On-demand BI vendor Birst announced Tuesday that it is now offering the option of concurrent user pricing, a licensing model few BI providers use because it can limit the amount of money they make compared to typical "named user" pricing.
Under the concurrent user model, customers pay for the total number of seats they want to have available for Birst's software at any given time. If all the seats are being used, additional workers have to wait until one opens up. This model can result in big savings for companies that want to give many employees access to BI (business intelligence) tools, but only once in a while.
While most Birst customers end up signing subscription deals in one-year increments, month-to-month arrangements are also possible, adding even more flexibility, according to CEO Brad Peters.
Beyond lost licensing dollars, it is "extraordinarily difficult" for on-premises BI vendors to make sure concurrent user agreements remain in compliance, Peters said. But that's not the case with Birst's SaaS (software as a service) model, since its platform handles the access and provisioning, he added.
Birst expects the concurrent model to appeal to companies with "large distributed work forces that need to get information out to them in a more casual way," Peters said. "People with large field forces, either service or sales field forces. That's where we've seen huge interest."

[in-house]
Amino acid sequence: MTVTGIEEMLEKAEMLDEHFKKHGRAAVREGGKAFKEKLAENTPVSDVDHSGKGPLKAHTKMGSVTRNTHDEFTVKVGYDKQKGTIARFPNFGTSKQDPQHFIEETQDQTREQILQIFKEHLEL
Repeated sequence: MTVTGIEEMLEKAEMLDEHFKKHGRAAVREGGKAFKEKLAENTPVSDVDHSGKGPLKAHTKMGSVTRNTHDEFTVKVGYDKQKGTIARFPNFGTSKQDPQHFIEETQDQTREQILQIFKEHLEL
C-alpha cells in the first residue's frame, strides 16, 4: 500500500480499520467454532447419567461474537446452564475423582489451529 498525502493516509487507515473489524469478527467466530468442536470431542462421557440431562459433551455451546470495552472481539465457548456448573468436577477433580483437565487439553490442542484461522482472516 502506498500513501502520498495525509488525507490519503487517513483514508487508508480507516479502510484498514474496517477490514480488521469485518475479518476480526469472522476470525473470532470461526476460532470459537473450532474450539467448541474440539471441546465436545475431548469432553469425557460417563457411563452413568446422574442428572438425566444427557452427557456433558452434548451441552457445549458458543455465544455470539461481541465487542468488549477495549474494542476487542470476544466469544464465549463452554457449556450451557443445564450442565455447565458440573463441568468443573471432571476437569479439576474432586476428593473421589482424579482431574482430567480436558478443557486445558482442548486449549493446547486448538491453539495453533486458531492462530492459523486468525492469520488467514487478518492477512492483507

In terms of cost, for a customer with "10 hard-core users using [Birst] all day long," the named user license model is preferable, while the concurrent approach would be better for those with "10,000 users, using it once a week," Peters said. He declined to provide more specific pricing details.
One observer gave a thumbs up to Birst's announcement, but with tempered expectations.
"Concurrent user pricing is something that all BI vendors hate to do. But they do it for enterprise-level deals," said Forrester Research analyst Boris Evelson. "So it's nothing new, but it is indeed a highly desirable feature."
"If a large BI vendor would announce concurrent user pricing, that would be a very big deal," he added. "Birst is too tiny to influence anyone. But if it's a beginning of a trend, it's interesting to watch."
Chris Kanaracus covers enterprise software and general technology breaking news for The IDG News Service. Chris's e-mail address is Chris_Kanaracus@idg.com